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What Is Wilderness Survival Camping?


The idea of a wilderness survival camping trip is to have a new kind of backpacking experience while practicing some skills that might someday save your life. Bring matches, in other words, but try not to use them to start that fire. Bring some food as a backup plan, but try to live off the land as well.

I often do this to some extent. I eat wild raspberries, cherries, pine nuts and fifty other wild plants when I am hiking and backpacking. On a kayak trip on Lake Superior a friend and I ran out of food by the next-to-last day of the trip and as a result had to gorge ourselves on wild blueberries on rocky islands along the way. Earlier in the trip we added beach peas to our soup and ate seven or eight other wild edibles.

Sometimes I just want to travel so light that it becomes a kind of survival camping. For example, when I did an overnight trip to climb Crestone Peak here in Colorado I went with just nine pounds on my back. I ran into four feet of snow and had to give up the summit a couple thousand feet short, but it was a good opportunity to practice survival skills - I had no tent and only a 17-ounce down bag.

To stay warm I found a clearing where the snow had mostly melted off, and I collected armloads of dead dry grass and thistle stalks. The stalks, with the grass topping them, made for a great warm mattress. I ate old dry wild rose hips and wild carrots before settling in for the night.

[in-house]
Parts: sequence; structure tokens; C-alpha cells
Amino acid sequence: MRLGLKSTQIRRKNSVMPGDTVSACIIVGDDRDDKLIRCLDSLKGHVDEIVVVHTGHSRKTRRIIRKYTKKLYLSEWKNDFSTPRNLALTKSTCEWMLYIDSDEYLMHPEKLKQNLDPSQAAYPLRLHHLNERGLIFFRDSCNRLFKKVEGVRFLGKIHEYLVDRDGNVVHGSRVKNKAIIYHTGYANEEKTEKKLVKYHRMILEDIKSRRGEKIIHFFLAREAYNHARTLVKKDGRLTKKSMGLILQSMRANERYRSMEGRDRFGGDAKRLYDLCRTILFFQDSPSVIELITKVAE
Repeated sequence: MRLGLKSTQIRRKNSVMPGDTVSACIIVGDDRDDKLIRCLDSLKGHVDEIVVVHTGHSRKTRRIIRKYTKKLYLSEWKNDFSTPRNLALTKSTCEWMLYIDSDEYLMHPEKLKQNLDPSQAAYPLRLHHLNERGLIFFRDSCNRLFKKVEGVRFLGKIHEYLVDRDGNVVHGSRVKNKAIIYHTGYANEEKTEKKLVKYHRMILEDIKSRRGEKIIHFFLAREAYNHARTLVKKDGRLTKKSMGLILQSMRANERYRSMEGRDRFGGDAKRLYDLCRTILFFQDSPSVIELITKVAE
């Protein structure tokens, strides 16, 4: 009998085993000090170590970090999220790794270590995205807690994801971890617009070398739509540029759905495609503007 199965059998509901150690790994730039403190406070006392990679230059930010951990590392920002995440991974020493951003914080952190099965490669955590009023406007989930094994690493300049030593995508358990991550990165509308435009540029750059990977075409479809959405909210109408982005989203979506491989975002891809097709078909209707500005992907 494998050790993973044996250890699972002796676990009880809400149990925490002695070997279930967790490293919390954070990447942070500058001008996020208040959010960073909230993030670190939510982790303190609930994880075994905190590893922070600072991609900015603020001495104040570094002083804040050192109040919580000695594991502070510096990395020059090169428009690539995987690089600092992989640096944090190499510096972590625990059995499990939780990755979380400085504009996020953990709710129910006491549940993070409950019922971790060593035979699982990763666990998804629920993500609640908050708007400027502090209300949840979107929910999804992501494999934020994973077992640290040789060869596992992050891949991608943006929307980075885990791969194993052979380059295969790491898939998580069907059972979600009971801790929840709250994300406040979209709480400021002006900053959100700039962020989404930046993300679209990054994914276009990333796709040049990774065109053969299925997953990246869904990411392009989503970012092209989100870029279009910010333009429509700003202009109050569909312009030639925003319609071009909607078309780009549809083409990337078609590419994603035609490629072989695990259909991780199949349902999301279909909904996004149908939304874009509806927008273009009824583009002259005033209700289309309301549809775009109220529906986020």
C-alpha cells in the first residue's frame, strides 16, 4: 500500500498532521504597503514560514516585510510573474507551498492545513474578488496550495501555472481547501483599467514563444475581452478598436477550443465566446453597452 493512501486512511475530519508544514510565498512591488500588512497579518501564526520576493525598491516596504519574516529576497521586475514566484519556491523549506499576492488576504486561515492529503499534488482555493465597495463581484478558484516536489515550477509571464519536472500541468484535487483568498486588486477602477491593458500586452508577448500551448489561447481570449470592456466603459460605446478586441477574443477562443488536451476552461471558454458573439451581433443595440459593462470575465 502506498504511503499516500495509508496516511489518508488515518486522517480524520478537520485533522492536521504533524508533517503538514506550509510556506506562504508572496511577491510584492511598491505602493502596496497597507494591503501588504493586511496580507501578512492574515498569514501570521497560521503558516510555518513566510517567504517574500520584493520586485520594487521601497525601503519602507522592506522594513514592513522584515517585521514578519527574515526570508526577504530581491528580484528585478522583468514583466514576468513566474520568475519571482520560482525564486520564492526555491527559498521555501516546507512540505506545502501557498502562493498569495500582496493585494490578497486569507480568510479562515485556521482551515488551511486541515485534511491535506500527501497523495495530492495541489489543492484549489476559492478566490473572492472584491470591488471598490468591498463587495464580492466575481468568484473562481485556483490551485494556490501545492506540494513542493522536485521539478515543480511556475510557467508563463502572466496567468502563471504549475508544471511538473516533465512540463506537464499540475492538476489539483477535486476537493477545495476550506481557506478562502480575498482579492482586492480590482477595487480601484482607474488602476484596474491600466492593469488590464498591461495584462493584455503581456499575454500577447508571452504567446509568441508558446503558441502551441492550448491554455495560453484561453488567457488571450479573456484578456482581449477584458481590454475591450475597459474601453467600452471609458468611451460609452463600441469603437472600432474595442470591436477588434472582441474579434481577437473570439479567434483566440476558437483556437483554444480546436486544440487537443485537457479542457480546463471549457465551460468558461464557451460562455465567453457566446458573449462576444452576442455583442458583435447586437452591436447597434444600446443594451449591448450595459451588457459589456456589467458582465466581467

On this trip, like on others, I tried to start a fire without matches. Honestly, I have never succeeded at this. I can make a fire-trough and get smoke in twenty seconds of using it, but I just can't get that red-hot coal to ever appear.

In this case I had matches, but I didn't need a fire. It dropped to about 25 degrees Fahrenheit and I was very warm with my grass mattress.

That is the essence of a wilderness survival camping trip. It isn't a survival trek, so bring food, matches and all the other necessary gear if you try this. But try to start that fire, and eat wild plants or go fishing. Build a shelter if you are in an area where it will do no harm. See if you can sleep without the sleeping bag.

See the Wilderness Survival Guide to get the knowledge, then put it to use and practice the skills on a camping or backpacking trip.


The Ultralight Backpacking Site | Wilderness Survival Camping